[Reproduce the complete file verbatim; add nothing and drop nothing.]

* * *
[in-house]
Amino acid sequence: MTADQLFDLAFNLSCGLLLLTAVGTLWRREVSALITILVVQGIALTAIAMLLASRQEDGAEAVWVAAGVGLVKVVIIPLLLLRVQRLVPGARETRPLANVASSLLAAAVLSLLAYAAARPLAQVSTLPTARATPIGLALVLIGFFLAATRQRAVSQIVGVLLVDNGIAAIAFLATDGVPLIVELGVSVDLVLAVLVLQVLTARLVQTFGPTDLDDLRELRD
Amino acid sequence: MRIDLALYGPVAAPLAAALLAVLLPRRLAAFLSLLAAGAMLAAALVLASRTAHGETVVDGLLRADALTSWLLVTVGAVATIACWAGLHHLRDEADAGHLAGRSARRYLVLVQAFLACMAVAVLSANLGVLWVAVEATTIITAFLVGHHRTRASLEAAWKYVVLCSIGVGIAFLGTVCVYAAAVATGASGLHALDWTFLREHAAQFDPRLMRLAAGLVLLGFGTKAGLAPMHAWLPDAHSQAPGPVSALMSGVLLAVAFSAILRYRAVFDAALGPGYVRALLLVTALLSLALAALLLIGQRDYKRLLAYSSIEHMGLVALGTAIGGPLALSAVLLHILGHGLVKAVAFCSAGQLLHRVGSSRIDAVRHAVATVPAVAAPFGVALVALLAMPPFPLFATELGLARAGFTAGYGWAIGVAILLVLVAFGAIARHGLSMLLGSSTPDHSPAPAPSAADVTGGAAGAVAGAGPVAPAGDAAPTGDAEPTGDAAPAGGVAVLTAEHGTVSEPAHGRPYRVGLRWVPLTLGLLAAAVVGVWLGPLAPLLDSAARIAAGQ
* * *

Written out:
[in-house]
Amino acid sequence: MTADQLFDLAFNLSCGLLLLTAVGTLWRREVSALITILVVQGIALTAIAMLLASRQEDGAEAVWVAAGVGLVKVVIIPLLLLRVQRLVPGARETRPLANVASSLLAAAVLSLLAYAAARPLAQVSTLPTARATPIGLALVLIGFFLAATRQRAVSQIVGVLLVDNGIAAIAFLATDGVPLIVELGVSVDLVLAVLVLQVLTARLVQTFGPTDLDDLRELRD
Amino acid sequence: MRIDLALYGPVAAPLAAALLAVLLPRRLAAFLSLLAAGAMLAAALVLASRTAHGETVVDGLLRADALTSWLLVTVGAVATIACWAGLHHLRDEADAGHLAGRSARRYLVLVQAFLACMAVAVLSANLGVLWVAVEATTIITAFLVGHHRTRASLEAAWKYVVLCSIGVGIAFLGTVCVYAAAVATGASGLHALDWTFLREHAAQFDPRLMRLAAGLVLLGFGTKAGLAPMHAWLPDAHSQAPGPVSALMSGVLLAVAFSAILRYRAVFDAALGPGYVRALLLVTALLSLALAALLLIGQRDYKRLLAYSSIEHMGLVALGTAIGGPLALSAVLLHILGHGLVKAVAFCSAGQLLHRVGSSRIDAVRHAVATVPAVAAPFGVALVALLAMPPFPLFATELGLARAGFTAGYGWAIGVAILLVLVAFGAIARHGLSMLLGSSTPDHSPAPAPSAADVTGGAAGAVAGAGPVAPAGDAAPTGDAEPTGDAAPAGGVAVLTAEHGTVSEPAHGRPYRVGLRWVPLTLGLLAAAVVGVWLGPLAPLLDSAARIAAGQ